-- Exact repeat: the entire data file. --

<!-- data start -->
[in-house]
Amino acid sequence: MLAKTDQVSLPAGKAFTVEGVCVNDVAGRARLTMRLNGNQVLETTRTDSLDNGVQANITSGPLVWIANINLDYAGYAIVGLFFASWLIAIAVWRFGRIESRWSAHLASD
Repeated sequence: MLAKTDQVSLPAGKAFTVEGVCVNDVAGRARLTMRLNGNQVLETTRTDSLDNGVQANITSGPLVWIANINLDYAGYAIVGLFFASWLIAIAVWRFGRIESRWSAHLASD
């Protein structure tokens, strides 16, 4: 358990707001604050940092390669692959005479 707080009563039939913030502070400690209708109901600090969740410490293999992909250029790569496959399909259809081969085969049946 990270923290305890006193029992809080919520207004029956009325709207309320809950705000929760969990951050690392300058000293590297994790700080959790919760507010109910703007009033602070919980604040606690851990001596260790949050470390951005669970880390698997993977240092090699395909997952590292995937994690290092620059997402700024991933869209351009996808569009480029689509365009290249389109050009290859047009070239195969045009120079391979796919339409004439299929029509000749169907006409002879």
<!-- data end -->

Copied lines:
[in-house]
Amino acid sequence: MLAKTDQVSLPAGKAFTVEGVCVNDVAGRARLTMRLNGNQVLETTRTDSLDNGVQANITSGPLVWIANINLDYAGYAIVGLFFASWLIAIAVWRFGRIESRWSAHLASD
Repeated sequence: MLAKTDQVSLPAGKAFTVEGVCVNDVAGRARLTMRLNGNQVLETTRTDSLDNGVQANITSGPLVWIANINLDYAGYAIVGLFFASWLIAIAVWRFGRIESRWSAHLASD
């Protein structure tokens, strides 16, 4: 358990707001604050940092390669692959005479 707080009563039939913030502070400690209708109901600090969740410490293999992909250029790569496959399909259809081969085969049946 990270923290305890006193029992809080919520207004029956009325709207309320809950705000929760969990951050690392300058000293590297994790700080959790919760507010109910703007009033602070919980604040606690851990001596260790949050470390951005669970880390698997993977240092090699395909997952590292995937994690290092620059997402700024991933869209351009996808569009480029689509365009290249389109050009290859047009070239195969045009120079391979796919339409004439299929029509000749169907006409002879």